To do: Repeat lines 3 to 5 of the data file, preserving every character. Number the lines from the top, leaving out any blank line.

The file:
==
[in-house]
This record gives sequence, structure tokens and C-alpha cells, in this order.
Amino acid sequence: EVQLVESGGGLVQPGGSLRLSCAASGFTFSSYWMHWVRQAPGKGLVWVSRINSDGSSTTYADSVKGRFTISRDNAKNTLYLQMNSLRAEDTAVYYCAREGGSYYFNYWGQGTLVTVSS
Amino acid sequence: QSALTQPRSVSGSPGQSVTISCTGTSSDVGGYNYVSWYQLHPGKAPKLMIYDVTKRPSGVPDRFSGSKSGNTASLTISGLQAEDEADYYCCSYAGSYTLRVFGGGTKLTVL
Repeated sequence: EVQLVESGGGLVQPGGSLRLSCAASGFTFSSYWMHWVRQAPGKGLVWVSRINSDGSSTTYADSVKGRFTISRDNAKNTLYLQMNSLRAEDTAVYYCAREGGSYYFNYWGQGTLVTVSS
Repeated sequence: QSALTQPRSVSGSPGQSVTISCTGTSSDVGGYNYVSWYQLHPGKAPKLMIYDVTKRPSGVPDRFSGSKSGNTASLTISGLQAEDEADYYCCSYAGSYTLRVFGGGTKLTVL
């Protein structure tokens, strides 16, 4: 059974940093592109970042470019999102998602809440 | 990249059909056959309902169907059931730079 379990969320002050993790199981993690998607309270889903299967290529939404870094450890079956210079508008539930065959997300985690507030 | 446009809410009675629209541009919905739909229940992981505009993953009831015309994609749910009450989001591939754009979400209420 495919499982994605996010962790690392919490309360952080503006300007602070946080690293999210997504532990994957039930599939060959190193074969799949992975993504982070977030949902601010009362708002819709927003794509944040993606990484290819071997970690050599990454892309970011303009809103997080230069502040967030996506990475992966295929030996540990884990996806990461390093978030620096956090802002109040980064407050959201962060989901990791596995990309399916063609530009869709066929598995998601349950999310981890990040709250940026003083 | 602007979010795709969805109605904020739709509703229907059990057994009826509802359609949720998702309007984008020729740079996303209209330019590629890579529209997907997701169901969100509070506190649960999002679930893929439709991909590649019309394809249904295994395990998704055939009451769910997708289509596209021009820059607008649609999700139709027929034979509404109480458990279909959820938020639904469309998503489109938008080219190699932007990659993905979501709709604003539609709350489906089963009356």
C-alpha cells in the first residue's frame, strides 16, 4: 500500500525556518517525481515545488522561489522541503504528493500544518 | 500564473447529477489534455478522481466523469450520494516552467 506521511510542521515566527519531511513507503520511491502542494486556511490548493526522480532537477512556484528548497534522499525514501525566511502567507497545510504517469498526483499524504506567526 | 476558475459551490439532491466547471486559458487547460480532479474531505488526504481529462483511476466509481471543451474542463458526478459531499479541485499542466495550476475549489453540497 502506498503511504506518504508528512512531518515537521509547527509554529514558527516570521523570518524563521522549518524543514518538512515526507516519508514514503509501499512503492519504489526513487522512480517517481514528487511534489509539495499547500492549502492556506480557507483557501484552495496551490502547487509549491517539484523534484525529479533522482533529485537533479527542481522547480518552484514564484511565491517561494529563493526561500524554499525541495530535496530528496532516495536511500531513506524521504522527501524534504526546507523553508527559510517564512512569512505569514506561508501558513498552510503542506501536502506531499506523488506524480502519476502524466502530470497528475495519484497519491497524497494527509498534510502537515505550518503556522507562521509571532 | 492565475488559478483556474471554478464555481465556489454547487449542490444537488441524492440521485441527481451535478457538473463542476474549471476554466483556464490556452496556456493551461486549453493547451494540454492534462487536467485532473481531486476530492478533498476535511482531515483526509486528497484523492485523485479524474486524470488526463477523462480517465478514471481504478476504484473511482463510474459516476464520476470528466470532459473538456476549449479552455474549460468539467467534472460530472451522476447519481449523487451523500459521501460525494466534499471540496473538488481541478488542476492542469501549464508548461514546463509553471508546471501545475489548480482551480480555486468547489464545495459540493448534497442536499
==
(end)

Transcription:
Amino acid sequence: EVQLVESGGGLVQPGGSLRLSCAASGFTFSSYWMHWVRQAPGKGLVWVSRINSDGSSTTYADSVKGRFTISRDNAKNTLYLQMNSLRAEDTAVYYCAREGGSYYFNYWGQGTLVTVSS
Amino acid sequence: QSALTQPRSVSGSPGQSVTISCTGTSSDVGGYNYVSWYQLHPGKAPKLMIYDVTKRPSGVPDRFSGSKSGNTASLTISGLQAEDEADYYCCSYAGSYTLRVFGGGTKLTVL
Repeated sequence: EVQLVESGGGLVQPGGSLRLSCAASGFTFSSYWMHWVRQAPGKGLVWVSRINSDGSSTTYADSVKGRFTISRDNAKNTLYLQMNSLRAEDTAVYYCAREGGSYYFNYWGQGTLVTVSS